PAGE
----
A Critique of Adjudication [fin de Siècle]
A major statement from one of the foremost legal theorists of our day, this book offers a penetrating look into the political nature of legal, and especially judicial, decision making. It is also the first sustained attempt to integrate the American approach to law, an uneasy balance of deep commitment and intense skepticism, with the Continental tradition in social theory, philosophy, and psychology.
At the center of this work is the question of how politics affects judicial activity-and how, in turn, lawmaking by judges affects American politics. Duncan Kennedy considers opposing views about whether law is political in character and, if so, how. He puts forward an original, distinctive, and remarkably lucid theory of adjudication that includes accounts of both judicial rhetoric and the experience of judging. With an eye to the current state of theory, legal or otherwise, he also includes a provocative discussion of postmodernism.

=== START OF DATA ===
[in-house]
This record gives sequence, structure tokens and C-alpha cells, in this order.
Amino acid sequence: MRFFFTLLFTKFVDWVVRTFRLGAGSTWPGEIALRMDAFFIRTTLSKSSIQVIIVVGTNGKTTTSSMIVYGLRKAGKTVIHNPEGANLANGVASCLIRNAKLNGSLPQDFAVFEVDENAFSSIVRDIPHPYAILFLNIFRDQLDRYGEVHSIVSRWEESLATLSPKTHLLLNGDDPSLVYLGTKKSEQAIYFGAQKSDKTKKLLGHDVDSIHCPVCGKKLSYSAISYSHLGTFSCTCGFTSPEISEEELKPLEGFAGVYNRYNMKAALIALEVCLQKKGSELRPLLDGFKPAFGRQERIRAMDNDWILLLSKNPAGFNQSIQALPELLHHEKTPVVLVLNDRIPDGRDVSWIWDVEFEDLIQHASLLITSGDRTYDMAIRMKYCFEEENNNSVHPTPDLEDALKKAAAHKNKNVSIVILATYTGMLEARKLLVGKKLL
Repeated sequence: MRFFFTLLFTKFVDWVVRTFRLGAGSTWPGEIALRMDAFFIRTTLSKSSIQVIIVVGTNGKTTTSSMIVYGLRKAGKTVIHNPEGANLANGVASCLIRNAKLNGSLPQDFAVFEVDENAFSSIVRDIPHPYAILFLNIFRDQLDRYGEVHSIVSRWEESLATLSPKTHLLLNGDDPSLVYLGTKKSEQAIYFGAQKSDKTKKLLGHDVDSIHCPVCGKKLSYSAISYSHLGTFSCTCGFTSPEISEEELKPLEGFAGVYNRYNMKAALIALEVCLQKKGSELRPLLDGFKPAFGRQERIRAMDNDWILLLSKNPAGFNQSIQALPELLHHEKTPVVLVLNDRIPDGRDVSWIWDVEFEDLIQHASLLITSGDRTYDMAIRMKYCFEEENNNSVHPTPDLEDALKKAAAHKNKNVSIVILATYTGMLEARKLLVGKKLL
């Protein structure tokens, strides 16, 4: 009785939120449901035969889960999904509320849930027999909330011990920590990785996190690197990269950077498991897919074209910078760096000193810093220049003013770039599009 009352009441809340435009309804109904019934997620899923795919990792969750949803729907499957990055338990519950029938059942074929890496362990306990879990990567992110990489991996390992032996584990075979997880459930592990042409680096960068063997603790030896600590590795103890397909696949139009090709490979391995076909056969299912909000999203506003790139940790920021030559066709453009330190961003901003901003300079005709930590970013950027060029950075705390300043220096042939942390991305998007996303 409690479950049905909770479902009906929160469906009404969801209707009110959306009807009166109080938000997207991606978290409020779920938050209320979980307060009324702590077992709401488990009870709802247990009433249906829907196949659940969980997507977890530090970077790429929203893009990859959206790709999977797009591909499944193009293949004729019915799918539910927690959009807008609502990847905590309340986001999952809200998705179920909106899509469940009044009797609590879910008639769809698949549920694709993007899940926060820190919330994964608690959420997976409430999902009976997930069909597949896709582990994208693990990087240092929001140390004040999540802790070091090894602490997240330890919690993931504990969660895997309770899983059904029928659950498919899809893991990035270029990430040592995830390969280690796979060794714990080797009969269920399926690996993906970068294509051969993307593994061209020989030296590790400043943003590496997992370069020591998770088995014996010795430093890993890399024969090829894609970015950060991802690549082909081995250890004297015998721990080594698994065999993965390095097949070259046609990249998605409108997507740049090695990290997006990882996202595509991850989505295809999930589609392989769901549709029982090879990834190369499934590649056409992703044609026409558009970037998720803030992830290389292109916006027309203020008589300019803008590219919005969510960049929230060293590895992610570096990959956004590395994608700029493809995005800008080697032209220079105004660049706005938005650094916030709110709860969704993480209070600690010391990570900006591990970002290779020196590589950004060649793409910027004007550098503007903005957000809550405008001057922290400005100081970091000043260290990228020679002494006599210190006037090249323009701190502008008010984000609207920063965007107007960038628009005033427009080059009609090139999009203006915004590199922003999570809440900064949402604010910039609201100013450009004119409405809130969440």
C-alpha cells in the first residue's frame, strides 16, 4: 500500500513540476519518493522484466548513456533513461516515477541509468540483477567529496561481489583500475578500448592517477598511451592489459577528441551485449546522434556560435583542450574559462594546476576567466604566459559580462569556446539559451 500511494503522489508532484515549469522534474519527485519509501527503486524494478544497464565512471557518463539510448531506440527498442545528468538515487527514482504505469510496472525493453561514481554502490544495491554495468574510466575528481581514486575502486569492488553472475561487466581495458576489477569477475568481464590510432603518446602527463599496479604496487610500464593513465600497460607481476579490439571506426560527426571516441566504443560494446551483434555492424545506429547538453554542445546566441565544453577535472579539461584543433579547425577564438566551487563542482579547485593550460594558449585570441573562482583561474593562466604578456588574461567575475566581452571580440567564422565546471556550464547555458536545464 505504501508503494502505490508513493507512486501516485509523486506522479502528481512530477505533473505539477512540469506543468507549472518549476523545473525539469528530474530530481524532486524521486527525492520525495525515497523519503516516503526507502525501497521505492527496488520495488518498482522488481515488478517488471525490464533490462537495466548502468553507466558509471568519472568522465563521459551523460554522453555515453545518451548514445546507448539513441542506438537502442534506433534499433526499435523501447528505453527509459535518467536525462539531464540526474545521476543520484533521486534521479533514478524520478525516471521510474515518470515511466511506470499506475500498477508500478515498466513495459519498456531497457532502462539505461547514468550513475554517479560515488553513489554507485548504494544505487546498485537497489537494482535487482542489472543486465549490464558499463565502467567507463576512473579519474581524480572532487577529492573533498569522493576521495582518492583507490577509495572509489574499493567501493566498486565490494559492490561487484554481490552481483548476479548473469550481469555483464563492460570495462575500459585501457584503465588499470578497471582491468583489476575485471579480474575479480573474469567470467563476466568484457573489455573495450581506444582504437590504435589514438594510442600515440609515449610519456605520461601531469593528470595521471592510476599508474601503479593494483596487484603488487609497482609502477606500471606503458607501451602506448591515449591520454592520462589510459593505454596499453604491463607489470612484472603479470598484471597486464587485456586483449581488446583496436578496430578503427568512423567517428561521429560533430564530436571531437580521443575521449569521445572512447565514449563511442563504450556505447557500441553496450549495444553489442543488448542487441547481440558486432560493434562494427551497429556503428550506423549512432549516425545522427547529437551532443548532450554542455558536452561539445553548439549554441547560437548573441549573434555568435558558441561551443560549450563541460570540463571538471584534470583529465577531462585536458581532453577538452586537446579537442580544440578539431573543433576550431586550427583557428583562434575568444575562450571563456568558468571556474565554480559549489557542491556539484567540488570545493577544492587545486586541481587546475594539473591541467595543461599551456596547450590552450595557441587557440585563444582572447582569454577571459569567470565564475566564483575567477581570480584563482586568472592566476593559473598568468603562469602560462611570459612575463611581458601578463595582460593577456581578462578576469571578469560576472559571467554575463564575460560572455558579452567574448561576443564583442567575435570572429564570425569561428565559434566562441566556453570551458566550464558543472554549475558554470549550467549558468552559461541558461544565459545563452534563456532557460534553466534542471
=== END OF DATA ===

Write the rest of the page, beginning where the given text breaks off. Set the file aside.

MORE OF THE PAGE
Ultimately concerned with the practical consequences of ideas about the law, "A Critique of Adjudication" explores the aspects and implications of adjudication as few books have in this century. As a comprehensive and powerfully argued statement of a critical position in modern American legal thought, it will be essential to any balanced picture of the legal, political, and cultural life of our nation.
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Ideological Stakes in Adjudication
The Distinction between Adjudication and Legislation
Ideological Conflict over the Definition of Legal Rules
The Problem of Judicial Legislation
The Paradox of American Critical Legalism
Policy and Coherence
Ideology in Adjudication
Consequences of Adjudication
The Moderation and Empowerment Effects
The Legitimation Effect
Adjudication in Social Theory
Rights in American Legal Consciousness
The Critique of Rights
Conclusion Landscapes along the Highway of Infinite Regress